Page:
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January 24, 2010


Hicks Sports Group LLC sold the TEXAS RANGERS BASEBALL CLUB to Rangers Baseball Express LLC for $570 million and a player to be named later.

I'll go ahead and let the bitterness flow forth so I can move on. No need to write anything new. To quote myself...

On my site, February 2004, regarding the trade of Alex Rodriguez, which doesn't mention the owner specifically but applies nonetheless:

An absolute disaster, and as stark of admission of organization-wide failure as can be imagined. Placing Rodriguez on waivers might have made more sense. Had Texas merely swapped Rodriguez for Soriano straight up, they could have excused the deal as a pure salary dump. But remarkably, Texas will contribute $67 million to the $179 million due to Rodriguez. Texas will pay Rodriguez $3 million this season, $6 million in 2005 and 2006, $7 million in 2007, $8 million in 2008, $7 million in 2009, and $6 million in 2010. Also, Texas will pay the entirety of Rodriguez's remaining deferred salary of $24 million, the payments of which were pushed out five more years and at an annual rate of 1.75% compared to the 3% in the original deal.. Adding in the remaining $4 million of his signing bonus and the $12 million in deferred salary accrued from 2001-2003, the Rangers will pay Rodriguez $83 million spread over the next 22 years.
For all this, Texas gains the ever popular "financial flexibility," a term of art that means little without the wherewithal to use it properly. In 2004, this newfound flexibility is a moot point, as the time to sign worthwhile free agents has long since passed (unless Greg Maddux loses his marbles and decides that several summers in Arlington would be a fine way to close a career). This season, practically all of the savings not spent on Soriano will rest contentedly in Tom Hicks's wallet.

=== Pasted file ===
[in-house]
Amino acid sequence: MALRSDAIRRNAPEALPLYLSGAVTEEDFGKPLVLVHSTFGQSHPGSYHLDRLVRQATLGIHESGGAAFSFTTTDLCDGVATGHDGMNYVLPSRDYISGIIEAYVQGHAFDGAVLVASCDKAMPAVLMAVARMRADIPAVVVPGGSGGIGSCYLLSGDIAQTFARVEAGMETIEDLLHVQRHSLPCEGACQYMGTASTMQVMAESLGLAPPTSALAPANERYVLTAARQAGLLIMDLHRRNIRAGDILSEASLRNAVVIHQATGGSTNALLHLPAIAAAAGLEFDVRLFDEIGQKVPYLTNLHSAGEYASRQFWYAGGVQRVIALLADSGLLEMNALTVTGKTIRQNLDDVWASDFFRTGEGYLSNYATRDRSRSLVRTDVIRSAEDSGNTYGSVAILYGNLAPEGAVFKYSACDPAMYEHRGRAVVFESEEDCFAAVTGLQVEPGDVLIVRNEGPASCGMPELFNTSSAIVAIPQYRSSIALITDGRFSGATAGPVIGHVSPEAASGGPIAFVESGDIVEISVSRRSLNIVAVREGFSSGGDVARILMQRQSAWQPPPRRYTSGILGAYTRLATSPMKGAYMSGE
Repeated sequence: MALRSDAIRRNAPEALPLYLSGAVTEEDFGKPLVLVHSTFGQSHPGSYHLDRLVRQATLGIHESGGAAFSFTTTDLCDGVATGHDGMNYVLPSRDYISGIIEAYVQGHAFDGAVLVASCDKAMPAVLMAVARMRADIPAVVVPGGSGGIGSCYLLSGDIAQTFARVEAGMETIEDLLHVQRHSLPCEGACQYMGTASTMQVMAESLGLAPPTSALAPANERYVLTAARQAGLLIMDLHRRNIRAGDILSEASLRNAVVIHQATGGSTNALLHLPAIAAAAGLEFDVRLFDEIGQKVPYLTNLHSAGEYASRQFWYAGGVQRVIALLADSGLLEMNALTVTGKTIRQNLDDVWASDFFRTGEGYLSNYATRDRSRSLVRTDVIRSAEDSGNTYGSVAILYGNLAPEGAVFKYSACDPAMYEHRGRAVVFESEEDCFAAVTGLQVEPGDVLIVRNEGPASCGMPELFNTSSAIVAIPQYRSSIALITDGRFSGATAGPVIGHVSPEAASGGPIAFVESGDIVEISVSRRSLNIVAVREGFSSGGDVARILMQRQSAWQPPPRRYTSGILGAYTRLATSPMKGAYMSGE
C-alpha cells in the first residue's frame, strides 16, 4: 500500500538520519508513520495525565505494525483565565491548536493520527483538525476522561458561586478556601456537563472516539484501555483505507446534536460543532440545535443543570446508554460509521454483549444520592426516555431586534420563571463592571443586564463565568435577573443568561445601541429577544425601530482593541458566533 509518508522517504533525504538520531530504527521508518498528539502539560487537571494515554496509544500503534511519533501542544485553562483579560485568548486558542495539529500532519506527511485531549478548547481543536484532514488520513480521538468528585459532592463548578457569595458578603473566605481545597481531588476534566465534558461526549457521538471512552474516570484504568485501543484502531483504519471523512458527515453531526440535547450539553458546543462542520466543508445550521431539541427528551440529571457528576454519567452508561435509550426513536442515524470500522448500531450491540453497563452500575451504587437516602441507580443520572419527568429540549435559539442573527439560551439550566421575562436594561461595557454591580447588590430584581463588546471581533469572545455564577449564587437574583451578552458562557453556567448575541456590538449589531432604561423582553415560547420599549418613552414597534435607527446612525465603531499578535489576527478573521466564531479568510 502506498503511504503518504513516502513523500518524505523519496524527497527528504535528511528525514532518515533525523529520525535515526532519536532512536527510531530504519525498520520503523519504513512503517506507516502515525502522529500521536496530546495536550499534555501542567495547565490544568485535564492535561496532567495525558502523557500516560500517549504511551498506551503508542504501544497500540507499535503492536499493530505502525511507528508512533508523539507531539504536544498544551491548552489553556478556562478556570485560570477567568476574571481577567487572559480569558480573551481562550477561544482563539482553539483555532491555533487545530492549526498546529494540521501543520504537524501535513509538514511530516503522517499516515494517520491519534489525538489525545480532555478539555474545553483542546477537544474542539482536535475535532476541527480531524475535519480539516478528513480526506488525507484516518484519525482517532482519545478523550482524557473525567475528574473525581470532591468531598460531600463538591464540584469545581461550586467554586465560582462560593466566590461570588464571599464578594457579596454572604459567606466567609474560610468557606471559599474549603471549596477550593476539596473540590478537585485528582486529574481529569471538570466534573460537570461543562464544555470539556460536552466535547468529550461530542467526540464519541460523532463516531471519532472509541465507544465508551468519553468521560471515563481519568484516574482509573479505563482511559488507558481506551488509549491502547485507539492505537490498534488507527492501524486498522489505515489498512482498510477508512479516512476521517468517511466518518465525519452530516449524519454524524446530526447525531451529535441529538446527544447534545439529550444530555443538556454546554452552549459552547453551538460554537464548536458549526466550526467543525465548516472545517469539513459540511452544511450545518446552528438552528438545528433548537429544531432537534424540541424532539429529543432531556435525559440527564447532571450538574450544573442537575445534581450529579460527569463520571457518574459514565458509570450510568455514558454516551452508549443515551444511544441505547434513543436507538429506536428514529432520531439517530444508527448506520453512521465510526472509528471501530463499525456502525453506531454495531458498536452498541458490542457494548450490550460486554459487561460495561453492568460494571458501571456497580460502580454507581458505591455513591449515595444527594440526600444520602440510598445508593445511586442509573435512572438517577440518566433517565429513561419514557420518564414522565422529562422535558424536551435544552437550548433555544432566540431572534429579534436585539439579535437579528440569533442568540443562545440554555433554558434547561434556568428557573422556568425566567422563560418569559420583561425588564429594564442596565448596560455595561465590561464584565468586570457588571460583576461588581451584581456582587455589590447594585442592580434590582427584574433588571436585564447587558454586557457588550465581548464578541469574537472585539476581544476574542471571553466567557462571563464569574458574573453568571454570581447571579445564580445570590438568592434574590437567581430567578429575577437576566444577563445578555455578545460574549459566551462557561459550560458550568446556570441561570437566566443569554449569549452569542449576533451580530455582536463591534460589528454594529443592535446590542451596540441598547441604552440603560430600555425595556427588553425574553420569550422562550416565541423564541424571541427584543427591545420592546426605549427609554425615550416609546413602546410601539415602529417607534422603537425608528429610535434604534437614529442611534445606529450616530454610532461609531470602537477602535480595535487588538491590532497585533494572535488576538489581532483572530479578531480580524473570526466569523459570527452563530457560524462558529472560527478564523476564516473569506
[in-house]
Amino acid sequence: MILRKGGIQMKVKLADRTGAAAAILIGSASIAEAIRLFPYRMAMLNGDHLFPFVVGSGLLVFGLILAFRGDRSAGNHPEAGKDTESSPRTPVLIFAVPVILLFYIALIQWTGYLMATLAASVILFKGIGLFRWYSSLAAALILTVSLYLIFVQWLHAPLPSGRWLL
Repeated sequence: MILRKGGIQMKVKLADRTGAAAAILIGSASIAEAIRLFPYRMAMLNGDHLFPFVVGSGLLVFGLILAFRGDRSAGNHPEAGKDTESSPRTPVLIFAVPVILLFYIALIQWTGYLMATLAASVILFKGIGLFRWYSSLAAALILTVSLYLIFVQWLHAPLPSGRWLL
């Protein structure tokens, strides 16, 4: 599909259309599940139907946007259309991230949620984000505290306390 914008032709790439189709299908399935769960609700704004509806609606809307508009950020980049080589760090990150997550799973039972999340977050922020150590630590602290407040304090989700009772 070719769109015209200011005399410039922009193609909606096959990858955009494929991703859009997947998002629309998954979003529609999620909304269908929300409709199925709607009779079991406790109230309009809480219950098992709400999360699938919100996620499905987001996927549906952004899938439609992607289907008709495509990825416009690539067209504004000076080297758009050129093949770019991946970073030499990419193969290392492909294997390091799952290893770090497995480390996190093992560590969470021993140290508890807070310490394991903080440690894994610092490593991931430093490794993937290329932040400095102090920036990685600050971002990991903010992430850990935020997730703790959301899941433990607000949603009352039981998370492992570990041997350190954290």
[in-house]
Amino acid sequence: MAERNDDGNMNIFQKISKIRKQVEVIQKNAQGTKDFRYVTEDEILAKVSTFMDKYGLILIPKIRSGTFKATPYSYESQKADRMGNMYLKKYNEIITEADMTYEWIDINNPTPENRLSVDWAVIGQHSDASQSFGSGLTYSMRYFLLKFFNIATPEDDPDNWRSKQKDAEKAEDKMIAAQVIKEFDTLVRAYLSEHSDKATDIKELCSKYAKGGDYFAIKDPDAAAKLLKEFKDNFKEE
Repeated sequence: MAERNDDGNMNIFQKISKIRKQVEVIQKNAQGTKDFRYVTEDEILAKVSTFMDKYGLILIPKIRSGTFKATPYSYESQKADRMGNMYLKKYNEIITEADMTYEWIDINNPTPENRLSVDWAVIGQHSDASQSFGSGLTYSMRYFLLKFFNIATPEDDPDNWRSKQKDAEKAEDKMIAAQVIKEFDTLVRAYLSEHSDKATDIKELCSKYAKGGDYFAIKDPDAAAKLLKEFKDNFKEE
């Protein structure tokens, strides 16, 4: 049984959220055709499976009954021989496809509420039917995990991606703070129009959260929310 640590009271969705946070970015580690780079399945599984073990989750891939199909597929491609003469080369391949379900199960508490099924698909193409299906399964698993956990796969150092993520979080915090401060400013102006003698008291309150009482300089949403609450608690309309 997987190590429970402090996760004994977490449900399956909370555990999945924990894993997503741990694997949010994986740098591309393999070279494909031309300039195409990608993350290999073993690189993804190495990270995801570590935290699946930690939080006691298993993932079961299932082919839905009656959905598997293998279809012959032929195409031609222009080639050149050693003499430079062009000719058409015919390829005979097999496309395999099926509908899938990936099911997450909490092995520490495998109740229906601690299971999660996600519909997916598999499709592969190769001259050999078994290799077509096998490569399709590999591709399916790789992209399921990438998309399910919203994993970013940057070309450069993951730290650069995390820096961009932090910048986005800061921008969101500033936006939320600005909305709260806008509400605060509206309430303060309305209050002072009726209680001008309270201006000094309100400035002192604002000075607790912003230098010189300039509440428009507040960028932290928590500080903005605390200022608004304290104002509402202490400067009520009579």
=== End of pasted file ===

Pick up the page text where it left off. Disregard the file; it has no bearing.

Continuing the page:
Rodriguez did Hicks quite the favor by opting out of the final three years of his contract. Still, the new owners will pay $3 million to Rodriguez in 2010 -- the last of his deferred signing bonus -- which I believe finally closes that sordid book.

What I wrote in the Hardball Times annual, 2008:

Amidst these and previous management shakeups is team owner Tom Hicks. Though not impetuous in the manner of vintage-period George Steinbrenner, Hicks seems to institute a new five-year plan every other year or so. Some examples: 1) fired GM Doug Melvin two years after Texas won its third division title in four seasons, by far its most successful era; 2) signed Alex Rodriguez to a ten-year deal, then traded him three years later; 3) gave former GM John Hart license to spend freely after 2001, then instituted an aggregate payroll cut of over $30 million that lasts to this day; 4) fired assistant GM Grady Fuson two years and nine months into a three-year “internship� for the GM spot; 5) gave manager Buck Showalter a three-year extension following 2004, then fired him before it kicked in; and 6) hired a 30-year-old Ivy Leaguer as GM, then hired the older, old-school Nolan Ryan as his boss two years later.

Fuson's drafts turned out to be barely qualified disasters. 2002 produced virtually nothing beyond Kameron Loe. Unless Eric Hurley recovers, 2004's top pick will be Brandon Boggs. Also, Ryan and Daniels have co-existed better than I expected.


Team Record, AL West, 2000-2009:
LAA 900-720
OAK 890-728
SEA 837-783
TEX 776-884

Posted by Lucas at January 24, 2010 12:29 AM